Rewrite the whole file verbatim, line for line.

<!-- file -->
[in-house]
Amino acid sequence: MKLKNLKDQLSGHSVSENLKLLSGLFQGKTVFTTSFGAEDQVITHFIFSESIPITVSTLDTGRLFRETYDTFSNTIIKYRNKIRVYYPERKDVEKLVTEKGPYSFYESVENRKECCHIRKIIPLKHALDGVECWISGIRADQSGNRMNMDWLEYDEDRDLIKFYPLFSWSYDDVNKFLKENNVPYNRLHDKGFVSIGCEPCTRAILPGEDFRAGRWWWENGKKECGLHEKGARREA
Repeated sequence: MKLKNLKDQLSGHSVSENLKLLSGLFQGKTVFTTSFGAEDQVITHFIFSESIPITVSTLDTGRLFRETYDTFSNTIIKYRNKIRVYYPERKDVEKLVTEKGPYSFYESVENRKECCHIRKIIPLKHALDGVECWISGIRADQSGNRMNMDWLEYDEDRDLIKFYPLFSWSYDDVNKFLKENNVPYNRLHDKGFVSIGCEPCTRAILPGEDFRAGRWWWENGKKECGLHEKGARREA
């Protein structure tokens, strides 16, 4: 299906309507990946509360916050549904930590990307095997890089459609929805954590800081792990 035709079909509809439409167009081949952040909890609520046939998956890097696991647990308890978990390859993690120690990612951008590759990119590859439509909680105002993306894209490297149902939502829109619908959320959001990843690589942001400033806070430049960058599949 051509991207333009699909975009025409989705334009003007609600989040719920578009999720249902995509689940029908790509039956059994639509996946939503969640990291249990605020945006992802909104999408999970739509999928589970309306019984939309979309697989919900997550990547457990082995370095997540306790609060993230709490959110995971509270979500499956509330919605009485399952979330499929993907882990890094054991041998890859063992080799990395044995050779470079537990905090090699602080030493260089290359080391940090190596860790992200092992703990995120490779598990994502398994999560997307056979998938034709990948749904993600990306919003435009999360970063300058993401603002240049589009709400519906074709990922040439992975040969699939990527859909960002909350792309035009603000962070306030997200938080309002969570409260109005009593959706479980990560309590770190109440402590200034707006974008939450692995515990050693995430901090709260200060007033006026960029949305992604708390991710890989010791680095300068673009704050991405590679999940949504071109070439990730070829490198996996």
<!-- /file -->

[in-house]
Amino acid sequence: MKLKNLKDQLSGHSVSENLKLLSGLFQGKTVFTTSFGAEDQVITHFIFSESIPITVSTLDTGRLFRETYDTFSNTIIKYRNKIRVYYPERKDVEKLVTEKGPYSFYESVENRKECCHIRKIIPLKHALDGVECWISGIRADQSGNRMNMDWLEYDEDRDLIKFYPLFSWSYDDVNKFLKENNVPYNRLHDKGFVSIGCEPCTRAILPGEDFRAGRWWWENGKKECGLHEKGARREA
Repeated sequence: MKLKNLKDQLSGHSVSENLKLLSGLFQGKTVFTTSFGAEDQVITHFIFSESIPITVSTLDTGRLFRETYDTFSNTIIKYRNKIRVYYPERKDVEKLVTEKGPYSFYESVENRKECCHIRKIIPLKHALDGVECWISGIRADQSGNRMNMDWLEYDEDRDLIKFYPLFSWSYDDVNKFLKENNVPYNRLHDKGFVSIGCEPCTRAILPGEDFRAGRWWWENGKKECGLHEKGARREA
């Protein structure tokens, strides 16, 4: 299906309507990946509360916050549904930590990307095997890089459609929805954590800081792990 035709079909509809439409167009081949952040909890609520046939998956890097696991647990308890978990390859993690120690990612951008590759990119590859439509909680105002993306894209490297149902939502829109619908959320959001990843690589942001400033806070430049960058599949 051509991207333009699909975009025409989705334009003007609600989040719920578009999720249902995509689940029908790509039956059994639509996946939503969640990291249990605020945006992802909104999408999970739509999928589970309306019984939309979309697989919900997550990547457990082995370095997540306790609060993230709490959110995971509270979500499956509330919605009485399952979330499929993907882990890094054991041998890859063992080799990395044995050779470079537990905090090699602080030493260089290359080391940090190596860790992200092992703990995120490779598990994502398994999560997307056979998938034709990948749904993600990306919003435009999360970063300058993401603002240049589009709400519906074709990922040439992975040969699939990527859909960002909350792309035009603000962070306030997200938080309002969570409260109005009593959706479980990560309590770190109440402590200034707006974008939450692995515990050693995430901090709260200060007033006026960029949305992604708390991710890989010791680095300068673009704050991405590679999940949504071109070439990730070829490198996996």